People love to show off their animals. That’s why we have show horses, show dogs and show cats. Even rat owners compete at shows to see who has the pet rodent with the sleekest body and the shapeliest tail.

But would you believe show shrimp?

Believe it.

Tiny, colorful freshwater shrimp are developing a following among people who treat them as pets, not appetizers.

The most passionate participants read glossy magazines full of shrimp glamour shots. They breed, buy and sell coveted varieties that can cost thousands of dollars each. And they ship their inch-long crustaceans around the world to international competitions to see who has the best shrimp in show.

Ornamental shrimp are already big in Europe and Asia. Now, they’re catching on in the United States, thanks to people like Joe Theisen.

The Victoria resident used to make a living as a horse breeder and trainer. Now he’s a shrimp breeder, with one of the largest collections of award-winning shrimp in the state.

“I’m just fascinated by them,” he said.

Theisen’s love affair with shrimp started just over two years ago, when he was at a Petco looking for a pet he could keep in his condo.

“I saw this lonely cherry shrimp in a tank,” he said.

That’s an entry-level, red-hued “starter shrimp” which sells for a few dollars, lives for a couple of years, and only grows to be about an inch long.

At first he thought, “Who would ever buy this creature that no one would see?” Still, he brought a handful of the ornamental shrimp home.

That handful grew to a collection of more than 55 tanks filled with 1,000 multicolored shrimp with exotic breed names like Blue Steel, Green Jade, Bloody Mary and Black Panda.

“I’m in the hoarding phase,” he said. “I love shrimp.”

Not everyone understands his horse-to-shrimp conversion.

When his horse-breeding colleagues learned he was getting into shrimp, “Everyone was saying, ‘Oh, like cocktail shrimp?’ ”

He eventually dropped horses completely for shrimp and other aquatic life, becoming a part owner and head shrimper at New Wave Aquaria in Plymouth.

Just a year into the hobby, he found himself paying $20,000 to a breeder for 20 exotic shrimp. He made money on the deal. Those shrimp bred every 30 days, and Theisen sold their offspring for $100 each at his online business, Joe’s Shrimp Shack. Theisen said he’s shipped shrimp to collectors in every state in the country as well as Europe and Venezuela.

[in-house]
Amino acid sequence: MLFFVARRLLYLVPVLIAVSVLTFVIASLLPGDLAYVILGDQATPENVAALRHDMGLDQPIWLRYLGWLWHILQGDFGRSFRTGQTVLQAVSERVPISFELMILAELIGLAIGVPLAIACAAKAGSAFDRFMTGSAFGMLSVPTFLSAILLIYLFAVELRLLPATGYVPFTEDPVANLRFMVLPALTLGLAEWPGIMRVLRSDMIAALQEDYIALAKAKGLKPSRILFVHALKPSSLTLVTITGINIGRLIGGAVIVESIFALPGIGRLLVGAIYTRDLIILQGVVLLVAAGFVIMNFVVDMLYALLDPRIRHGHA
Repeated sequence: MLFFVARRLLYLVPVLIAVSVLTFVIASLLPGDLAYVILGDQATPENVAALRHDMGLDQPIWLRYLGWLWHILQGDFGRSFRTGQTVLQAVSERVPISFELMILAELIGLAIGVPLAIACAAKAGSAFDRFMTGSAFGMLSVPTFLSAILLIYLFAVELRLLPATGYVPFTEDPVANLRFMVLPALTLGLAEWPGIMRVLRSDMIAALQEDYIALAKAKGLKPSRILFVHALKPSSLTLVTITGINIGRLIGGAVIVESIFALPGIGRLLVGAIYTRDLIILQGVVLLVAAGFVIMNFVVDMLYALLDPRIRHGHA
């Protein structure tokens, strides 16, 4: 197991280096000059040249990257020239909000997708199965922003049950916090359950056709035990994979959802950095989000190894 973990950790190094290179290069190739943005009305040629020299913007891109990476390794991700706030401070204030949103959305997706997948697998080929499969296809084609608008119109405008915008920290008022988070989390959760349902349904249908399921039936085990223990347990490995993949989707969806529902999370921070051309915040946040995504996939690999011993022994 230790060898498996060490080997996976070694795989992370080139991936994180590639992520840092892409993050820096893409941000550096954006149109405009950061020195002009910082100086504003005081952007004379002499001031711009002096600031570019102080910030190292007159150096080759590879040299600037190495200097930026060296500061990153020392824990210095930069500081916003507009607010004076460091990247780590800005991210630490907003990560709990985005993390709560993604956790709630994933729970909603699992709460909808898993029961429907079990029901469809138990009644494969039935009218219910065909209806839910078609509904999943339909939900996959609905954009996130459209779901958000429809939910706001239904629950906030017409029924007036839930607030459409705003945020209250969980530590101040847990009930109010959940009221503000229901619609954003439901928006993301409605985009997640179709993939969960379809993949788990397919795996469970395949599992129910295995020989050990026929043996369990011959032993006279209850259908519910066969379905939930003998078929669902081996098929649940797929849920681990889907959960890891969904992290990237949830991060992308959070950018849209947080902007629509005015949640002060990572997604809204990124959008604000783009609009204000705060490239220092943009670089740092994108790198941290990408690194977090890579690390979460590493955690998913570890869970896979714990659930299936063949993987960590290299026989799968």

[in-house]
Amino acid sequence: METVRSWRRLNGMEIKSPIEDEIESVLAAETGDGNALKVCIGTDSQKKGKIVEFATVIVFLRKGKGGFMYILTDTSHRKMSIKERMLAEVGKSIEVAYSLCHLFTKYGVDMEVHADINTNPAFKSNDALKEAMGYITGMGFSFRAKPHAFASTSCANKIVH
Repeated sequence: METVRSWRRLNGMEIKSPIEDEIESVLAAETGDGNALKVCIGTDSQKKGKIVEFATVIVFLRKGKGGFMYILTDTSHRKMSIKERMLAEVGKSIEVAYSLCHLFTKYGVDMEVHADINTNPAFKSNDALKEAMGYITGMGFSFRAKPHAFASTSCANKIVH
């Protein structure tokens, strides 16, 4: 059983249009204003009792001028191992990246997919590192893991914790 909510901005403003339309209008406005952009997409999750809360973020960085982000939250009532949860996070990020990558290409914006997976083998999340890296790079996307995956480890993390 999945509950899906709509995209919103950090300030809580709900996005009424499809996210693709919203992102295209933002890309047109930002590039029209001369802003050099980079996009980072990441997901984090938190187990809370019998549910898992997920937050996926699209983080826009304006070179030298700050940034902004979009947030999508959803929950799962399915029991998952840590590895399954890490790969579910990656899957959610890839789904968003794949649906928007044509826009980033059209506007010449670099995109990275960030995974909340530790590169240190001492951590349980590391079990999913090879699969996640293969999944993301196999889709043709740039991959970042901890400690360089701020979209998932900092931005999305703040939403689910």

He also started showing off new varieties of shrimp he bred, competing in the International Shrimp Contest USA. Competitors fly with — or mail in — their top shrimp. (They can live several days in a plastic bag filled with water.)

Judges equipped with magnifying glasses peer into the 2½-gallon tanks allotted to each entry, critiquing them for size, color intensity, attractiveness of body patterns, legs and antennae quality.

In 2017, Theisen won in one of the most competitive categories (Neocaridina All Colors) with a blackberry-colored shrimp he bred. Now he’s the lead organizer of the contest.

If a shrimp doesn’t perform well, it doesn’t get flushed.

“I don’t believe in wasting a life form,” he said.

The next little thing

Compared with pet shrimp hotbeds like Germany and Taiwan, shrimp are just starting to become big in the United States, according to Chris “Shrimp King” Lukhaup, an international shrimp guru from Germany.

Lukhaup used to make his living as a bass guitarist touring with a death metal band called “Atrocity.” Now he travels the world judging shrimp contests, promoting an aquarium company and taking photographs for his German/English-language shrimp magazine, “Breeders ’n’ Keepers.” (Its motto: “Shrimply the best!”)

He also goes on expeditions searching for undiscovered freshwater invertebrates. He once identified a new species of crayfish that he named Cherax snowden after the NSA leaker Edward Snowden.

Lukhaup describes ornamental shrimp as “beautiful,” “fragile” and “very peaceful.”

They’re also profitable. Lukhaup said he paid for his house with the money he made breeding and selling pet shrimp.

Theisen would add convenient. They can thrive in a small, breadbox-sized “nano tanks.” Young shrimp, only about the size of a fingernail clipping, are easy to clean up after because their “bioload” (waste) is small.

“This is really easy for college kids,” Theisen said.

The increased popularity of shrimp has gone hand-in-hand with a growing interest in the U.S. in aquascaping. That’s a style of aquarium that involves creating lush arrangements of rocks, branches and living underwater plants in an aesthetically pleasing design. Shrimp are a good fit with aquascaping because they eat algae and help keep the tanks clean.

In his new career, Theisen sometimes creates big tank aquascapes for customers. But Tyler Volk, a St. Paul aquarium keeper who started the MN Planted Tank Aquatics Facebook page, describes Theisen as “a shrimp-first guy.” His passion is to try to get more people into the little crustaceans.

“I found excitement and joy in it,” Theisen said. “I want to get more people into the hobby.”

 

All Things Aquarium
What: The Minnesota Aquarium Society’s Aquarium Expo 2019, a family-friendly event to help you grow or get started in the hobby. More than 100 display tanks, hourly presentations and demos will be featured.
When: 9 a.m.-7 p.m., March 23.
Where: Augsburg College Hagfors Center, 700 21st Av. S., Mpls.
Cost: Free.
For more info: See aquarium.mn/2019